Ten years ago I became a trail runner.
I got started the way that most people do: I found a trail, then I ran on it.
(And then I probably fell down, more on that later.)
I was lucky enough to find myself on trail that day in May 2009 with two very experienced trail runners. I didn’t know either them when we met by accident in a parking lot, but after 10 miles of casual conversation (them), and some wheezing and shortness of breath (me), I had their contact information and plans to meet the following Saturday for more miles. I was hooked.
If it wasn’t for the eastern screech owl with one bad eye, I might still be unaware of the Patuxent Wildlife Research Refuge’s North Tract and its many miles of undulating dirt roads, a mere 25 minutes south of my home in Baltimore. An unseasonably hot and humid day in October 2017 resulted in a shortened run at Greenbelt Park. My wife and I had driven south on the Baltimore-Washington Parkway intent on logging 90-minute runs on Greenbelt’s principal loop and adjacent athletic fields, but the conditions exacerbated our training fatigue. We decided to cut our losses make the most of the afternoon by exploring the area.
There is a hidden gem for Washington-area runners in the heart of Loudoun County — Banshee Reeks Nature Preserve. Over 20 miles of well-groomed grass trails traverse the 725 acres of grassy fields, hardwood forests, wetlands, and creeks. It’s a wonderful cross-section of the beautiful landscape that can be found in Northern Virginia. The picturesque scenery is an ideal backdrop for logging miles on soft trails. If you’re the type of runner that likes to connect with nature, this place is worth the trip no matter where in the metro area you live.
The first thing that may stand out to you is the odd name, the origin of which goes back to the early 19th century. Once you experience this place, the second word of the name makes sense, given “reeks” is a Gaelic word referring to hills and dales, which are abundant. The term “banshee,” Gaelic for female spirit, begs for further explanation. A local farmer, likely resulting from an intoxicating visit to a local saloon, came back home one windy night and claimed he heard a banshee on the reeks. The farm animals and wind were the likely culprits for the sounds, but over the years the story was repeated, and the area became known as Banshee Reeks.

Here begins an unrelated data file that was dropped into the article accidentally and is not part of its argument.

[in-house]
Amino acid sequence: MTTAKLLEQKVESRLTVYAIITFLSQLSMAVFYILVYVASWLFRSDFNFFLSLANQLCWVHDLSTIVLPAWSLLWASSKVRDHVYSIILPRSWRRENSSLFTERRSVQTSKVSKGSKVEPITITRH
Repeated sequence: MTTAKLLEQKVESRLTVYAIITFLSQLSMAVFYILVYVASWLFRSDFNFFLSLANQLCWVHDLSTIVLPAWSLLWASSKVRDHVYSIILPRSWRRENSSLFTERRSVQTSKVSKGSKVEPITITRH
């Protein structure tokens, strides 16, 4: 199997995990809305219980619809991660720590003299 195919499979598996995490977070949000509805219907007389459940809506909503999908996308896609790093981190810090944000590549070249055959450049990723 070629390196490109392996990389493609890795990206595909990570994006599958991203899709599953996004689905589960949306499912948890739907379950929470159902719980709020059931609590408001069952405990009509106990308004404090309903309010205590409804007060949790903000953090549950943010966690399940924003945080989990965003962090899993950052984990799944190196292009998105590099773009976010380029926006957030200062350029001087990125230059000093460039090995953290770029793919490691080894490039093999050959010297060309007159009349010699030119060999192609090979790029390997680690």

Little Bennett Regional Park in Clarksburg is the largest park in Montgomery County, encompassing over 3,700 acres of Maryland wilderness. The good news for runners is that this green space also boasts approximately 25 miles of trails, all of which have natural surfaces. Countless loops and out-and-backs make Little Bennett the perfect place to get lost on a weekend when trail running is on your schedule.
In addition, you won’t have to compete with mountain bikers, because they’re not permitted on any of these trails. Horseback riders, however, do frequent some parts of the park, so it’s best to use caution when approaching.
The loop outlined below provides a small sampling of what the park has to offer, including thick wooded forests, brilliant meadows, vibrant streams and boggy wetlands.
There was no medal, no bib and no race director. But for Silver Spring’s Adrian Spencer, none of those things mattered as he attempted a run to Washington, D.C from Gettysburg.
Spencer had not always been a runner. He started running six years ago while on a beach trip with his family. Back then, he was 50 pounds heavier and could not even run a mile. Quickly approaching his 30th birthday, Spencer decided to give running a shot, hoping it would get him in better shape.
Real estate developers may have their eye on Calvert County, Md. land, but at least 3,000 acres is safe.
The American Chestnut Land Trust protects hardwood forest, wetland and farmland. In the process, those lands offer 19 miles of trails that make it the ideal running spot in the county.
It’s off the beaten path, about an hour’s drive from D.C., but it’s not hidden. Signs on U.S. Route 4 point it out to anyone who passes, a turn onto Dares Beach Road, past Calvert High and Double Oak Road.